His ideas on how cut-ups of the word and film can be applied in various ways are intriguing and seem to offer some promising possibilities on how to fight
After years of checking out a page here and there in bookstores....i finally got my hands on this for a proper cover to cover intake...the famous cut-up method is explained in great detail here...Not so much the Gysin method with random written cut-ups, but audio cut-ups using three or more tape recorders...WB gets into it it for the majority of this book...Totally brilliant and relevant now...Really the only thing different from this book being just as relevant today is the level of optimism th ...more
oh carlyn what key
interviews with burroughs that i found very educational and will continue to use as reference. granted he's a raging mysogonist, but so many of burroughs' ideas and philosophies are so spot-on that i can't help but love the bastard. there is a short story (can't remember the title) in this volume in which a guy is referring to the mistress of the manor, stating: "She expects me to go down in the ground and grow there myself." in context and out, it's a new favorite sentence.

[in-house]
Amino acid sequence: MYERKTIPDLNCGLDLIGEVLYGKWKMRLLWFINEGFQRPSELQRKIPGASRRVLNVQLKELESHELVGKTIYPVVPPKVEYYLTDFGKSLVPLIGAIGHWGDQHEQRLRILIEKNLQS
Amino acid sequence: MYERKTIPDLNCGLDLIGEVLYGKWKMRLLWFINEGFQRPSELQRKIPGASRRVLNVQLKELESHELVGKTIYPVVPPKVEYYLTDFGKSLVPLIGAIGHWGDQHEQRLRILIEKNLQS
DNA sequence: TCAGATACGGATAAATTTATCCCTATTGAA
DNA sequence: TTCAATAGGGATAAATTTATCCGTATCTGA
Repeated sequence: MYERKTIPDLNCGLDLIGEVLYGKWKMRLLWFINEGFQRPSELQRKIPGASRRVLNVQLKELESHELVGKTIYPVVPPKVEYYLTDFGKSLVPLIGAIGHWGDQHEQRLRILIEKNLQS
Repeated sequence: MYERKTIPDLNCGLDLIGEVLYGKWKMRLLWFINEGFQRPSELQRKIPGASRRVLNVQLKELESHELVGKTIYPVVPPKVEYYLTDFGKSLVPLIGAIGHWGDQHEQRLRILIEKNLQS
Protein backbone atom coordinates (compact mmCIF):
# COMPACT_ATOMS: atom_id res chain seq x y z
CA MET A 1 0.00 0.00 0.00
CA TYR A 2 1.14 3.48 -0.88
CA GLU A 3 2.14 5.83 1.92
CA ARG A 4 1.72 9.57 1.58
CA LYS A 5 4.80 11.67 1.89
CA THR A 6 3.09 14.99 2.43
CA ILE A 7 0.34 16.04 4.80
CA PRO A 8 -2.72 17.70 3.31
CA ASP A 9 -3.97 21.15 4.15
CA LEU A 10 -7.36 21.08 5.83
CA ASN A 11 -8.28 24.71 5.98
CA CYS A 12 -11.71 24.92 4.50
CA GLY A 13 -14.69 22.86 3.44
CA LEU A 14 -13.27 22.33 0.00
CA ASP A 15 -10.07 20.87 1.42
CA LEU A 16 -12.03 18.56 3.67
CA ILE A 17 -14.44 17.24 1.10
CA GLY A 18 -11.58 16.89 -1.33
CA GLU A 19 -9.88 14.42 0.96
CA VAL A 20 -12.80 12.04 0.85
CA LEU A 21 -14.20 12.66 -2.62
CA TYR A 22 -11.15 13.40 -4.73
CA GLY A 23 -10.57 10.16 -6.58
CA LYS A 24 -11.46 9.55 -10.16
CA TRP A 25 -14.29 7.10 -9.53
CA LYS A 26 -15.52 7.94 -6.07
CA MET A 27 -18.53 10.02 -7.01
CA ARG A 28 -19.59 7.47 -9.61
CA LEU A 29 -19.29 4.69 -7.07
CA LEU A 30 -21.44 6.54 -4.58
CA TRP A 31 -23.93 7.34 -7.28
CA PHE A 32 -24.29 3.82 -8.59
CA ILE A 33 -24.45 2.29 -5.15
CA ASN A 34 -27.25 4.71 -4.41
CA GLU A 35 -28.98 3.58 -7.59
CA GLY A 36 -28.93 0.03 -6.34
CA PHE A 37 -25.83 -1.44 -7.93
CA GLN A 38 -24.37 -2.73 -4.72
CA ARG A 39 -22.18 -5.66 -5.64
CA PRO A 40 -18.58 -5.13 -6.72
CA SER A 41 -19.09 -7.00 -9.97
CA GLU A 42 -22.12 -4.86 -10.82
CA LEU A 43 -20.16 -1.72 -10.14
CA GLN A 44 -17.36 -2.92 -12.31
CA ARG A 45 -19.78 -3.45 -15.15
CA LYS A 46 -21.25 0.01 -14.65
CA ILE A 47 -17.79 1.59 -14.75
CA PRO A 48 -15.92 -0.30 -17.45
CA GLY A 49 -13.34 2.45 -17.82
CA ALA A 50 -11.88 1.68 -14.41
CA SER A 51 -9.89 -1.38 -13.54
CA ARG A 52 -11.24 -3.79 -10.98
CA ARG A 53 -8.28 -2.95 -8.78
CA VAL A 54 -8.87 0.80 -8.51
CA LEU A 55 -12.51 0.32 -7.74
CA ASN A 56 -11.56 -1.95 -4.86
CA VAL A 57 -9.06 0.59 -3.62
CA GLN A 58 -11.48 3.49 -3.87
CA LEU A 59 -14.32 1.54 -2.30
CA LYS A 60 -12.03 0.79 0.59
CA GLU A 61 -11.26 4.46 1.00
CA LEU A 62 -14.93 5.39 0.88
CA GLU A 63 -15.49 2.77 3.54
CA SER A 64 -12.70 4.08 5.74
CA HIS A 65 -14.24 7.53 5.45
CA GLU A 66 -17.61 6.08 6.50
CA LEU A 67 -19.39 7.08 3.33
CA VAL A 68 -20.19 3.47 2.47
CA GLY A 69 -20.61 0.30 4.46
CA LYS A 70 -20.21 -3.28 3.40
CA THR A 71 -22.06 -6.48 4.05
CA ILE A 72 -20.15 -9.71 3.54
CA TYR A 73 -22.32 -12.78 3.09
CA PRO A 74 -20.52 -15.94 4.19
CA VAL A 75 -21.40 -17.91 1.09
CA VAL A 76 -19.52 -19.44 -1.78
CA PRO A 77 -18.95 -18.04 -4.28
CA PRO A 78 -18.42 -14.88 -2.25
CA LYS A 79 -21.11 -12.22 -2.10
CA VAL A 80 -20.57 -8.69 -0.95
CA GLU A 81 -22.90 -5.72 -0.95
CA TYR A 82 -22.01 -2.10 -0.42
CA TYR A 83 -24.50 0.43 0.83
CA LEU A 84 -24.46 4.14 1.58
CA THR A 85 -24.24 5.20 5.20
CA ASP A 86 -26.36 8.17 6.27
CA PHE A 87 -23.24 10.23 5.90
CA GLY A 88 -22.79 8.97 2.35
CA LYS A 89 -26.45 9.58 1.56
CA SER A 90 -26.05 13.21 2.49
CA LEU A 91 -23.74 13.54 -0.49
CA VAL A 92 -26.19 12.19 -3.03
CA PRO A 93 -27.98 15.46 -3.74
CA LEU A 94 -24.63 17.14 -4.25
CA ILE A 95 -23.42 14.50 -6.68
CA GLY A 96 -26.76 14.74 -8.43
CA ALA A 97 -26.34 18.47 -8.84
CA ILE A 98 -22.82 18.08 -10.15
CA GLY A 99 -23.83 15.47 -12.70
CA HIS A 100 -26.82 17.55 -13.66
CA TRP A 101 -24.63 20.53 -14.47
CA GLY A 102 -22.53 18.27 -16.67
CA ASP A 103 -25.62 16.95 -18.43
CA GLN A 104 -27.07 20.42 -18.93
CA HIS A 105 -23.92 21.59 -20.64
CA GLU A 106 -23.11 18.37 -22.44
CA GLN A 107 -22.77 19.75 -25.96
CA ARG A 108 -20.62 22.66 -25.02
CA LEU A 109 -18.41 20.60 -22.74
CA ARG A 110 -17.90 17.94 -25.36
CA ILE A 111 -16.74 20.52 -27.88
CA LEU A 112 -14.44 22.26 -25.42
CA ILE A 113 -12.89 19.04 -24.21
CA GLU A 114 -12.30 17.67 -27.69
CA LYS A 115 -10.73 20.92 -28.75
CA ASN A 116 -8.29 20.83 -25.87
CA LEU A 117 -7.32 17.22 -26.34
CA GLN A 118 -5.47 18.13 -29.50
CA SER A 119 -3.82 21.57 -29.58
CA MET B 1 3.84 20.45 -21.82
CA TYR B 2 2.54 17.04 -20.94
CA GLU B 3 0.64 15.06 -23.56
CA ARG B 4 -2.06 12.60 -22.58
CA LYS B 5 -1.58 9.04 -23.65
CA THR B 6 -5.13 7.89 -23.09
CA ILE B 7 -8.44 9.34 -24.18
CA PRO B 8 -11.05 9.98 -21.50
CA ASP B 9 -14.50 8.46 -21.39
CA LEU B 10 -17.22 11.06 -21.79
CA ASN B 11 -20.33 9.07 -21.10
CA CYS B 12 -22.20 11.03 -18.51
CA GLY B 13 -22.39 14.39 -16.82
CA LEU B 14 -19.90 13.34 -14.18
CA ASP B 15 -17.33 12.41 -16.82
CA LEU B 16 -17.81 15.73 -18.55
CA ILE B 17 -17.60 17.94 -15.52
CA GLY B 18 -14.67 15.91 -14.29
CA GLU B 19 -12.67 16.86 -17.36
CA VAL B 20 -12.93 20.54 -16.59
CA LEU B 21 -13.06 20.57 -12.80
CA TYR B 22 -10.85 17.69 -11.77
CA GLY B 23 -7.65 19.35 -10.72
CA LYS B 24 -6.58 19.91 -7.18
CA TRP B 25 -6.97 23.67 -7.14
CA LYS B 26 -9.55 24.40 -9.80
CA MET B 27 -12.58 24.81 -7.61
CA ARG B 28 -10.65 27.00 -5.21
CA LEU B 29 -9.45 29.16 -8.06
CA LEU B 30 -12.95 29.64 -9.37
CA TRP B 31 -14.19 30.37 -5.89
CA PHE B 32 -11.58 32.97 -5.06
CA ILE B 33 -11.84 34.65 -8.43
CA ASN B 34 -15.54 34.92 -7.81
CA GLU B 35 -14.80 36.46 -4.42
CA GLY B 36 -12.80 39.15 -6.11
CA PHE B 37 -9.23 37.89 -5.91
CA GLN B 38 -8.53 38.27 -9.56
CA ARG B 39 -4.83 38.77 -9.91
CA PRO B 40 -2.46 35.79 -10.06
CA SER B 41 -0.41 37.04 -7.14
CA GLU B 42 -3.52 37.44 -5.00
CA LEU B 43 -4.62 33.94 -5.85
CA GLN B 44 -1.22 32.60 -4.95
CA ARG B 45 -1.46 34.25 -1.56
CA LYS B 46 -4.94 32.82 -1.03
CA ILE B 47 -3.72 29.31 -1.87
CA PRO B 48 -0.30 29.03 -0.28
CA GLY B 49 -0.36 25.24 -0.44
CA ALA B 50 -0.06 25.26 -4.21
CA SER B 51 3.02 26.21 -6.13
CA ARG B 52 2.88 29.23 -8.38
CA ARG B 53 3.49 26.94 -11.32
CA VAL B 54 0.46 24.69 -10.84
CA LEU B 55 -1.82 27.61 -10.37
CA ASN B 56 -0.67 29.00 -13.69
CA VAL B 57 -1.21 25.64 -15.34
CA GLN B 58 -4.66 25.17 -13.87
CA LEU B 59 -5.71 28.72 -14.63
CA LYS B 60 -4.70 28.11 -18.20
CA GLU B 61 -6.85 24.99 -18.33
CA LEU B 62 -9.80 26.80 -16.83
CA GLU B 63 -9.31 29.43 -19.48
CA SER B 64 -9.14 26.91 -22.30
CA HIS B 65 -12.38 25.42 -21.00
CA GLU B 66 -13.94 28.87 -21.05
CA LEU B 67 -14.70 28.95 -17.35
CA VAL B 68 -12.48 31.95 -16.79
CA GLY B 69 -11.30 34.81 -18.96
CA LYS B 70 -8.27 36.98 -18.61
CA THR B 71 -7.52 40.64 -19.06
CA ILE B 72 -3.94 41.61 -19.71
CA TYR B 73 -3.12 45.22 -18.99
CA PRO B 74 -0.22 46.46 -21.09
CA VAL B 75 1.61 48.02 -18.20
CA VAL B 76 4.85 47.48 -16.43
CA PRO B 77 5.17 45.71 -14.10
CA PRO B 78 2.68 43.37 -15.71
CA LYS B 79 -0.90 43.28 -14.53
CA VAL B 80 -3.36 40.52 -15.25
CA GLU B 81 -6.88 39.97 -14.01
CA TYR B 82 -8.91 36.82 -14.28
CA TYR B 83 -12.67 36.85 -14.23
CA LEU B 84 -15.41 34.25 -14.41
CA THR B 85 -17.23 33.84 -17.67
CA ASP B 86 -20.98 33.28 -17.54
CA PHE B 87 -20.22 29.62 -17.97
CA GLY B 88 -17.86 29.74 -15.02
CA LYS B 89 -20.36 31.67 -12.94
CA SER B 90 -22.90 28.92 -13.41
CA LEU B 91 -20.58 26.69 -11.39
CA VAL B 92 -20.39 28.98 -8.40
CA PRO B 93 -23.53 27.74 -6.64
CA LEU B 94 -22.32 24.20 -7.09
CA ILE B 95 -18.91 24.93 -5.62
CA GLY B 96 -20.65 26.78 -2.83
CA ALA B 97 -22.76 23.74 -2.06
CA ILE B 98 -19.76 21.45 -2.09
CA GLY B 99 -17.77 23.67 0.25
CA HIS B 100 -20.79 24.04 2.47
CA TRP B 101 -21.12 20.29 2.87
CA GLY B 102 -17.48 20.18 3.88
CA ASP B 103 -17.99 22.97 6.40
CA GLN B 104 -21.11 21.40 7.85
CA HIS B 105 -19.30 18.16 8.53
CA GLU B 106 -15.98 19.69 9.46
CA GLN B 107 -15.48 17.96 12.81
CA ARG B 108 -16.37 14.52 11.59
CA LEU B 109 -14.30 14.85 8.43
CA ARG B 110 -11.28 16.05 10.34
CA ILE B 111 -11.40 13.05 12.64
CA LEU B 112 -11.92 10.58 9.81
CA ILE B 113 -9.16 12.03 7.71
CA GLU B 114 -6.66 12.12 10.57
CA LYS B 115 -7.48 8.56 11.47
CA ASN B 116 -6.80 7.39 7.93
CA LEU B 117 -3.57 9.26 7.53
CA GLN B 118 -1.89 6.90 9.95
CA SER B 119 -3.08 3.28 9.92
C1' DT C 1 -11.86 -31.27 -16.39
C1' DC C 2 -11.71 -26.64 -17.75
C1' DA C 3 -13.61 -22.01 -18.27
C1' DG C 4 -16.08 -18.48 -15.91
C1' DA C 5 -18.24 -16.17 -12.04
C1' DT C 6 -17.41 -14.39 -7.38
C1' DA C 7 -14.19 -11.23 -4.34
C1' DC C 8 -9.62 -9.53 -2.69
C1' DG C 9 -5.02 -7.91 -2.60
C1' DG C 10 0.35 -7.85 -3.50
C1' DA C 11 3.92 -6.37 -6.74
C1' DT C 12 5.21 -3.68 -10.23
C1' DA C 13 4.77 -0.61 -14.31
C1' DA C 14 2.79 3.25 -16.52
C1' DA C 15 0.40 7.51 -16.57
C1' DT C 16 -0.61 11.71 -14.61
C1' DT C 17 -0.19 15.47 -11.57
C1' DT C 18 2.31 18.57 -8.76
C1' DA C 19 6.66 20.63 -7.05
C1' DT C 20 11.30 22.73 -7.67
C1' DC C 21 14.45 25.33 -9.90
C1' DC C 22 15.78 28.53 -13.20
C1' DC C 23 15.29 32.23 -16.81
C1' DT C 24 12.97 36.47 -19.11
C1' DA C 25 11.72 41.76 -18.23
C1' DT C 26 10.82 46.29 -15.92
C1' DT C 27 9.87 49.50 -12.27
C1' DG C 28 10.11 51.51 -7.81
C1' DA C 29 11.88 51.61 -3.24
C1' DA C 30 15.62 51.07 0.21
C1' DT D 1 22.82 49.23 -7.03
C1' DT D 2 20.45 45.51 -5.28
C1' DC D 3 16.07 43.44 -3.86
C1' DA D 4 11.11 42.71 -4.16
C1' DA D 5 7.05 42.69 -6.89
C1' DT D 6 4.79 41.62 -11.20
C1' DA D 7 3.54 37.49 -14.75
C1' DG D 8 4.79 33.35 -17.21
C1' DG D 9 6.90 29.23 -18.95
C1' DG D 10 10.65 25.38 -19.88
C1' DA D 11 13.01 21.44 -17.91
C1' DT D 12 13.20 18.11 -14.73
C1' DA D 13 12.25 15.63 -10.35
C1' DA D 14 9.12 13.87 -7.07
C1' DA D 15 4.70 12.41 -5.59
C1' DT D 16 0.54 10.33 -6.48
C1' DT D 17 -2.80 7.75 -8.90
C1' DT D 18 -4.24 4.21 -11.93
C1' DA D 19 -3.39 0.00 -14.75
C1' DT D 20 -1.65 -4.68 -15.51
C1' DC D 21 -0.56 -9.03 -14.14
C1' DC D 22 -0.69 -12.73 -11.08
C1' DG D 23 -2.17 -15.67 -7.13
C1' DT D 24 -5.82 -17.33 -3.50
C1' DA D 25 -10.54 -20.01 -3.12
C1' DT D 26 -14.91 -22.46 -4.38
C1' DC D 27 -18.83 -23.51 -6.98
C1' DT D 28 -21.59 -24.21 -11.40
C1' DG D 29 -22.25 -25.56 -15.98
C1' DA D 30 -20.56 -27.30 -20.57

A book length Q&A session with one of the great literary cranks. It's all here, his obsession with guns, drugs, govt. institutions, and his love for sci-fi pulp literature. Oh and the French author/editor of this conversation is the guy who wrote DIVA.
Insight into the mind of William Burroughs. Some of this stuff is quite interesting, some of it seems quite dated.
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William Seward Burroughs II, (also known by his pen name William Lee; February 5, 1914 – August 2, 1997) was an American novelist, short story writer, essayist, painter, and spoken word performer. A primary figure of the Beat Generation and a major postmodernist author, he is considered to be "one of the most politically trenchant, culturally influential, and innovative artists of the 20th century ...more
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“Silence is only frightening to people who are compulsively verbalizing.” 623 likes
“The dark Gods of pain are surfacing from the immemorial filth of time...” 3 likes